The statistical analysis was conducted using StatSoft Inc. (2014) Statistica ver. 12.


The largest group consisted of city inhabitants (90% patients), smokers (96.66% patients), and high-volume spirit abusers (57.78%). TNM (T – tumour, N – node, M – metastasis) staging assessment was feasible in 70 treatment-naïve patients (77.78%): 57 (63.33%) patients had T4a disease, and 13 patients were classified to T3 (14.44%).

In 53 patients (63.3%), CT scan showed cervical lymphadenopathy. In 44 patients (48.89%), postoperative histopathology examination confirmed metastasis in the resected lymph nodes, while in the remaining patients, the lymph nodes showed reactive changes

All patients with cervical lymphadenopathy 57 (63.3%) underwent unilateral neck dissection; 8 (8.89%) of them also underwent contralateral selective neck dissection (levels I–III) because of lymphadenopathy on both sides of the neck.

Histopathology findings:

  • G2 or G3 squamous cell carcinoma in 37 patients (41.1%),

  • G2 or G3 partly keratinizing squamous cell carcinoma in 35 patients (38.9%),

  • G2 or G3 non-keratinizing squamous cell carcinoma in 14 patients (15.6%),

  • Partim fusocellulare squamous cell carcinoma in 1 patient (1.1%).

All patients underwent LPE, including 20 patients with subtotal pharyngectomy and cervical oesophagectomy because of disease recurrence. Two methods were employed for digestive tract reconstruction: JA was applied in 79 patients (87.78 %) – Group A, and IA was used in 11 patients (12.22%) – Group B.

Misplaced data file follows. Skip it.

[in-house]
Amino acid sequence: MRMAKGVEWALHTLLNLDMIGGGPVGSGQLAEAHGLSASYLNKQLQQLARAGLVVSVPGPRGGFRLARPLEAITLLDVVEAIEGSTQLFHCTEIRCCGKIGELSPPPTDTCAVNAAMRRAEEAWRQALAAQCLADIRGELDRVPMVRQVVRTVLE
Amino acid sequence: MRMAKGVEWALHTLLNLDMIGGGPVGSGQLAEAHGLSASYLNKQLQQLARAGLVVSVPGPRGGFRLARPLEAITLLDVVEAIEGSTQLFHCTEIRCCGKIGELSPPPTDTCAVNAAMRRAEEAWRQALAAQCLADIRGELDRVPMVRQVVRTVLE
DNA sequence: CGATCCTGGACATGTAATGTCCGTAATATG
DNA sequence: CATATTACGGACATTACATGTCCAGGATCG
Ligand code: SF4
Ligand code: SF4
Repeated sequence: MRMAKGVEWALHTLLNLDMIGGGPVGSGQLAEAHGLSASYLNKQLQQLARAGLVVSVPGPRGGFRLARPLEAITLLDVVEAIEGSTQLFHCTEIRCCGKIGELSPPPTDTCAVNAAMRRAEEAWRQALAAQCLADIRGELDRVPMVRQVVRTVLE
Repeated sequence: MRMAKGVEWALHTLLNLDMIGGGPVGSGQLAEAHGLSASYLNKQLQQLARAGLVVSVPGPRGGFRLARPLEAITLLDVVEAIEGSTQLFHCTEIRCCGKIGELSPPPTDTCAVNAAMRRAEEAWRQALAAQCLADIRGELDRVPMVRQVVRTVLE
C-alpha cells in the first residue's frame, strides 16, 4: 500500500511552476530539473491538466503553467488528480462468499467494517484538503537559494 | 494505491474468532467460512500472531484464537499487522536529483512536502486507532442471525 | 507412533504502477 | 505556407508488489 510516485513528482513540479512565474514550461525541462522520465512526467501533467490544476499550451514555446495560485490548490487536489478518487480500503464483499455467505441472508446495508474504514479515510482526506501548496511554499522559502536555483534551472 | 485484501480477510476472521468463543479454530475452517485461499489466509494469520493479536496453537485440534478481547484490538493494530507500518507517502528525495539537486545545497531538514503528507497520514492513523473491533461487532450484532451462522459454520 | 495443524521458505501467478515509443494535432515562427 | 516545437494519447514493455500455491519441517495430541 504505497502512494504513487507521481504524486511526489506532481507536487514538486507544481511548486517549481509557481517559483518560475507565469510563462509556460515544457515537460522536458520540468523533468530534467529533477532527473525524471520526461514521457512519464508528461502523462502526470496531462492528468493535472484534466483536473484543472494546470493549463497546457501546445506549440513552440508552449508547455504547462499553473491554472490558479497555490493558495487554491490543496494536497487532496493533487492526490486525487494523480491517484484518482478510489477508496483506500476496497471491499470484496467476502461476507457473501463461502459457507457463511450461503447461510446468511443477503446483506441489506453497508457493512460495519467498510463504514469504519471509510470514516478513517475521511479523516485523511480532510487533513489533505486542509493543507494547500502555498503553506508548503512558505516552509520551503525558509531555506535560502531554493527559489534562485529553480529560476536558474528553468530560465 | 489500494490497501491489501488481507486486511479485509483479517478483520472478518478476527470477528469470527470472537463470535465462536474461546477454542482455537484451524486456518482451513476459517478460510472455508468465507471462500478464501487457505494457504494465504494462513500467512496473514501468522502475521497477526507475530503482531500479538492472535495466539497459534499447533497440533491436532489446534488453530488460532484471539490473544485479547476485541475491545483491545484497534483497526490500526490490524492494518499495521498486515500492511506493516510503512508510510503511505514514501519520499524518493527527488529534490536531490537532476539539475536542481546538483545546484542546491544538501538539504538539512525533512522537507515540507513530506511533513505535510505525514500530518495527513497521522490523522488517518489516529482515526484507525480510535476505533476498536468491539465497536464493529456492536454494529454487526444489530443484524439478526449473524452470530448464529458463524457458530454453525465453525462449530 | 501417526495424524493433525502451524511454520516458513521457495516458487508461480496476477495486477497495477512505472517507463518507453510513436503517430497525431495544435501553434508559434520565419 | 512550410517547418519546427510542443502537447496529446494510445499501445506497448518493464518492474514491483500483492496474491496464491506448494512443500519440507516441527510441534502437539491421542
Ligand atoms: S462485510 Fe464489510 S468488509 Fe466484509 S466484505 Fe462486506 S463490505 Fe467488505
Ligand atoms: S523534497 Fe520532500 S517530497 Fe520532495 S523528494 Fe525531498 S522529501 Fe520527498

Venous anastomoses were performed: end-to-side between the mesenteric vein and internal jugular vein – in 89 (98.89%) patients, and between the mesenteric vein and the external jugular vein – in 1 (1.11%) patient.

Arterial anastomosis was performed between mesenteric artery by end-to-end connection with one of the branches of external carotid artery in 84 patients (93.33%), or by joining mesenteric artery with the side of external carotid artery in 6 patients (6.77%). The arterial vessel most frequently used for microanastomosis was the superior thyroid artery – 72 patients (80.00%) and the lingual artery – 11 patients (12.22%).

Sixty-nine patients (76.67%) were treated with adjuvant radiotherapy at a total dose of 4000–6600 cGy. Three patients who had previously received radiotherapy were considered eligible for chemotherapy.

In both groups (A and B), the most common intraoperative complication was autograft ischaemia resulting predominantly from arterial thrombosis (Table 1).

Table 1

Quantitative comparison of intraoperative complications in both groups

Intraoperative complicationsGroup AGroup B
Venous thrombosis1 (1.1%)1 (11.1%)
Arterial thrombosis12 (14%)1 (11.1%)
Changing a vessel4 (4.9%)1 (11.1%)
Harvesting second autograft2 (2.4%)
Restoring patency to a vessel5 (6.2%)1 (11.1%)
Failure2 (2.4%)

Autograft ischaemia as a consequence of thrombosis necessitating the removal of the autograft was the most serious early postoperative complication (up to 30 days following surgery) in groups A and B, as well. Autograft necrosis was caused by either venous or arterial thrombosis. Salivary fistula developed in 3 patients on postoperative Day 10; 2 patients were cured as a result of conservative treatment and 1 patient had surgery (Table 2).

Table 2

Numbers of early complications in both groups

Early complicationsGroup AGroup B
Autograft necrosis183
Salivary fistula3
Wound infection21
Multiorgan failure1
Circulatory failure1
Cerebral circulation disorders1

No statistically significant differences were observed between group A and group B in terms of the number of intraoperative and postoperative complications, both early and late.

Swallowing disorders requiring gastrostomy were the most serious late complications (more than 30 days after surgery), observed in 6 patients. Other complications included salivary fistula at the borderline of autograft and the pharynx (2 months after surgery) requiring surgical intervention, and mechanical occlusion of the small intestine requiring urgent surgical intervention.